Anderson police arrested a 19-year-old man Saturday in connection with a shooting incident at the Oaks Apartments complex on 38th Street. Antonio McMullen, at 3521 Oaklawn Drive, was arrested on suspicion of aggravated battery, a Class B felony, and carrying a handgun without a license, a Class A misdemeanor. Witnesses at Oaks Apartments, where he was arrested, said they heard a gunshot shortly after 9 a.m. Saturday. Police responded at 9:29 a.m. to a call from the apartment complex, said Joel Sandefur, public information officer for the APD. Demond Davis, 25, who was staying at a relatives apartment in Anderson, was rushed to Saint Johns Medical Center, then airlifted to Methodist Hospital in Indianapolis, where he was in serious but stable condition, Sandefur said. Police believe Davis was shot in the face, Sandefur said.
A Muncie man drowned Saturday afternoon in a pond near the Indiana Steel and Wire plant on east Jackson street. The victim was 23-year-old Christopher Neal. He was last seen by friends before he went under the surface of the water. His body was recovered by the Muncie Police Department dive team on Saturday evening.
A Pendelton woman was convicted of killing her husband. 37-year old Kathy Jo Ward was found guilty of a class A felony. She was charged in the shooting death of 43-year old John Ward, in December of 2006. It took jurors less than four hours to find Kathy Ward guilty. Judge Frederick Spencer set her sentencing for August 15th, in Madison Circuit Court.
Affordable Housing Program funds totaling $200,000 have been awarded for the Central School Apartments in Anderson, and $350,000 in funds has been awarded to the Central School project in Huntington. The Anderson project involves the former Central School near downtown Anderson. It is being remodeled to accommodate 35 apartments for seniors. That project involves renovation of the building and the addition of a second building on the property. Construction is expected to be completed in November. Residents should be able to move in about a month later.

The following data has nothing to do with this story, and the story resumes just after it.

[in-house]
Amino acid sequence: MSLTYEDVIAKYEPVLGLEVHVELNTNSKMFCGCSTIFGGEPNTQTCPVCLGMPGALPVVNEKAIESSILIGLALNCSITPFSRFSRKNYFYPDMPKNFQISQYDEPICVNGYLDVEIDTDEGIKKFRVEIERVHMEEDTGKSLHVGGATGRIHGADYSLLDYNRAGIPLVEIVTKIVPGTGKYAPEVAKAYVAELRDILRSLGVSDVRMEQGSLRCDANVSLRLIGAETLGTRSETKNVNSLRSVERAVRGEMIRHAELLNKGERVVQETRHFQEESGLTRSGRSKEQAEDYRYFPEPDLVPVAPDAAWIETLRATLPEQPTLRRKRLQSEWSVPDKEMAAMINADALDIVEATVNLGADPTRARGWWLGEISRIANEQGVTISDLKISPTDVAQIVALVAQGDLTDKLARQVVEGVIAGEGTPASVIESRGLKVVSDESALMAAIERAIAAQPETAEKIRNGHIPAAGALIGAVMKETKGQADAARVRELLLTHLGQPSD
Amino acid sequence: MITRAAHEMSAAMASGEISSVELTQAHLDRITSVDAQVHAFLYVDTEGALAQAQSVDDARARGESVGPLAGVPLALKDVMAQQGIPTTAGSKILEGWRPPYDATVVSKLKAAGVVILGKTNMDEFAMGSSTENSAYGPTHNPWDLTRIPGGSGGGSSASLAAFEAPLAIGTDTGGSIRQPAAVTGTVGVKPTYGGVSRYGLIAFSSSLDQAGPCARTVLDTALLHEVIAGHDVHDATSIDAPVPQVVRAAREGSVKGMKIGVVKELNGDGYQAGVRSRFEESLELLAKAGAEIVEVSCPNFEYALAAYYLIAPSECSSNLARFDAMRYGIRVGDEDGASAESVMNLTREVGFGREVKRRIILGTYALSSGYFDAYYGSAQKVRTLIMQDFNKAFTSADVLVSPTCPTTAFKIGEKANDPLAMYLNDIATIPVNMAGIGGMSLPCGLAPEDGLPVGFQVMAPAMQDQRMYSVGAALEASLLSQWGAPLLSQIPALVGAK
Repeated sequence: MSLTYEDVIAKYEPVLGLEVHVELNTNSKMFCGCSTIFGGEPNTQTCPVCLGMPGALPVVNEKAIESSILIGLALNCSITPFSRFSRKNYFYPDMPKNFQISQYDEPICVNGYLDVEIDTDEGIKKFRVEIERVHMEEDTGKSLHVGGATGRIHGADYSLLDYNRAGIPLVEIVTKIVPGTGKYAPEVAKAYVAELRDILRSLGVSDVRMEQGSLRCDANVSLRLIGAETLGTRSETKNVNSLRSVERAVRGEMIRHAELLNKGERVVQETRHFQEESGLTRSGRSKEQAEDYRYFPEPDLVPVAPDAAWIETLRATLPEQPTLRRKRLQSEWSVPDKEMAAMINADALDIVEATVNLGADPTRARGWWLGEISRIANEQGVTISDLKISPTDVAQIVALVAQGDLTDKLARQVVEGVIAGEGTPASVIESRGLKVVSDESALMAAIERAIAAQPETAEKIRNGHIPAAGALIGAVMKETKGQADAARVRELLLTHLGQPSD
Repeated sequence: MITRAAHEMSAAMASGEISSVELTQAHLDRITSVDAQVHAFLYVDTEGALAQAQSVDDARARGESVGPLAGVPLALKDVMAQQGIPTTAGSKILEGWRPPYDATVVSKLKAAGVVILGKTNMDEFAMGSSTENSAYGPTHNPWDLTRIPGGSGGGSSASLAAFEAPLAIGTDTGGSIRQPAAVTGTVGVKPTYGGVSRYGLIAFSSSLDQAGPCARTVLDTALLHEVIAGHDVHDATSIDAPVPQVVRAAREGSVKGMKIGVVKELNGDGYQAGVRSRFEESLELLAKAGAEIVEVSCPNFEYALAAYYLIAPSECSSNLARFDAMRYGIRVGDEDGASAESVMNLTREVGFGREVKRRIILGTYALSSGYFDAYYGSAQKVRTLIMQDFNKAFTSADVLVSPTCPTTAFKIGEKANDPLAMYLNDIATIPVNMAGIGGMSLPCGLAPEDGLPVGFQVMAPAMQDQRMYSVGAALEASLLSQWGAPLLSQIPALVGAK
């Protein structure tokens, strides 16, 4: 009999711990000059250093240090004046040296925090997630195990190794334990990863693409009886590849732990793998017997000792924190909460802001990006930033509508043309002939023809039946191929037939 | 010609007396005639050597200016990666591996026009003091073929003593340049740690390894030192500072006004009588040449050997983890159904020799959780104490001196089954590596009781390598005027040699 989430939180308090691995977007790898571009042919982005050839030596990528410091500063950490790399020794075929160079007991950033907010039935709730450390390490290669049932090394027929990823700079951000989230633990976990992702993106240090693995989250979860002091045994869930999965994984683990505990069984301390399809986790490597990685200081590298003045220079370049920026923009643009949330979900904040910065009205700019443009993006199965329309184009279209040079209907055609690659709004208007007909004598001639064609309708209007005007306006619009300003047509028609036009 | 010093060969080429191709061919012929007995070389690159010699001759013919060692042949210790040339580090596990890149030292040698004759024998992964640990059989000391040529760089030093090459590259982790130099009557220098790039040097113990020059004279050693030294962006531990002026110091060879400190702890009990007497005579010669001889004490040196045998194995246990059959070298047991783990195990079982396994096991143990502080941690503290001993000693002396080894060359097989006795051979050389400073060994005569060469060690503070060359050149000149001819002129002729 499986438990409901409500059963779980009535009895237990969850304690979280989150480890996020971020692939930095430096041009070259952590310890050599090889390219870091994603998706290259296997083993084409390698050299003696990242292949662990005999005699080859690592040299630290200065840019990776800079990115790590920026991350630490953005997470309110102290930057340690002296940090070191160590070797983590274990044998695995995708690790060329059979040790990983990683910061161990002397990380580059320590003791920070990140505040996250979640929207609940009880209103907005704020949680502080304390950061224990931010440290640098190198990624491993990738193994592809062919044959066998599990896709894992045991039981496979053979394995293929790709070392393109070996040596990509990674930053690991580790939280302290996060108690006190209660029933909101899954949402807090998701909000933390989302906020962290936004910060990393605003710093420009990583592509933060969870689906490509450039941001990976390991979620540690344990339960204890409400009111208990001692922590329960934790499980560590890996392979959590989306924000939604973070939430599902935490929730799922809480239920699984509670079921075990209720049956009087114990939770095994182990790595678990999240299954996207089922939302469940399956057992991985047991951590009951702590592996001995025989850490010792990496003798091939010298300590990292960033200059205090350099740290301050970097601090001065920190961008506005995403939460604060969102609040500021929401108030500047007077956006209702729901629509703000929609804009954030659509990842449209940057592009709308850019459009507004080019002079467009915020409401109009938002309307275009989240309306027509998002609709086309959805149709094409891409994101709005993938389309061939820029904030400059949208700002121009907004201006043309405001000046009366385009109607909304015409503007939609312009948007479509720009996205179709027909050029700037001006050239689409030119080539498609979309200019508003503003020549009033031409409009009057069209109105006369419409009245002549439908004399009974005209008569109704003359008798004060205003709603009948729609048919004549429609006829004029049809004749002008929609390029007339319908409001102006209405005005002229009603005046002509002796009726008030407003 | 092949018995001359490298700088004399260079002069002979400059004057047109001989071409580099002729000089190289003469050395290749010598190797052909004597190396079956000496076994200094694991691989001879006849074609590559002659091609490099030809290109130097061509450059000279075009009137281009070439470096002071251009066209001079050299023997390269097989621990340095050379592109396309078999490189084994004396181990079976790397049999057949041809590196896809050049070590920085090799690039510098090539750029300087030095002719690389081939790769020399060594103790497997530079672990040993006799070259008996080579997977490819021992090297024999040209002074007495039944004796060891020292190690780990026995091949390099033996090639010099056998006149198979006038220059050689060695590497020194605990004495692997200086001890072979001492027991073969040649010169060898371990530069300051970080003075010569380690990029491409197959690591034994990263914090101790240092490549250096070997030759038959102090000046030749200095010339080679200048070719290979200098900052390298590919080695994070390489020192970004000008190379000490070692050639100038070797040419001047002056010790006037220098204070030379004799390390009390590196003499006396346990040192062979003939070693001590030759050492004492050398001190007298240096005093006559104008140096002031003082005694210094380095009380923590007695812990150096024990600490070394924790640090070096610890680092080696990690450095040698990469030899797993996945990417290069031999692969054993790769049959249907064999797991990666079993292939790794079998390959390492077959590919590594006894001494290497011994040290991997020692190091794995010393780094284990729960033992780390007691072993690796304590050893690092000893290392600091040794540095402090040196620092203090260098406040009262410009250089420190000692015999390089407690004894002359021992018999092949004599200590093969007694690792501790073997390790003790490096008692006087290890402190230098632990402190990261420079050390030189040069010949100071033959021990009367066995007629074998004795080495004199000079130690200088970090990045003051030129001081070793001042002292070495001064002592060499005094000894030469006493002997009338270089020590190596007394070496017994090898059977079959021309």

A Purdue University student has been convicted by a federal jury for using the internet to threaten American Leaders and the infrastructure of the country. The jury had to decide if Vikram Buddhis comments were real threats or if they were just part of a crude online protest of the Iraq war. They decided a reasonable person reading the messages could conclude that Buddhi intended harm.
Governor Daniels has been requested by Indianapolis Mayor Bart Peterson to hold a special session in order to address property taxes. Peterson says state lawmakers need to find a solution for everyone. The mayor also says the property tax issue is larger than anyone anticipated and that he is willing to take the political heat for proposing a raise in income taxes to fight crime.
Indiana State Police Senior Trooper David Preston will have a new partner, and its not another person. Its Colt, a K-9 officer that was trained to detect narcotics, find missing persons, search buildings and even take down a suspect. Colt and Preston graduated from a tedious, 14-week training program in Fort Wayne. The dog is one of five ISP utility dogs and will be stationed at the Pendelton Post.
A car stolen from a wheelchair-bound Muncie man was found yesterday afternoon. James Millers 1990 Lincoln Town car was found by a man looking for cans and bottles in a wooded area behind Lakemaster Incorporated on South Walnut Street. Sergeant Joe Kresja of the Muncie Police says the man, who wishes to remain anonymous, saw the article in The Star Press on Wednesday and knew the importance of the car to Miller. Authorities say the wheelchair platform was taken off the vehicle, but was found nearby.
Troops should be on their way home in the next few months. Thats what a majority of senators are saying as a newly completed investigation by the White House found that the Iraqis have minimal control over an ailing security force. Indiana Republican Senator Richard Lugar believes a decision on Iraq needs to be reached before September in order to avoid dealing with the issue in next years elections.
Staring at defeat on the revitalized immigration bill, President Bush said yesterday he would not provide documents that would shed light on the firings of federal prosecutors. The president has been accused of stonewalling and disdain for the law by Democrats seeking the documents. They say they will continue with enforcing the subpoenas for their investigations of Attorney General Alberto Gonzales stewardship of the Justice Department, as well as complaints of undue political influence.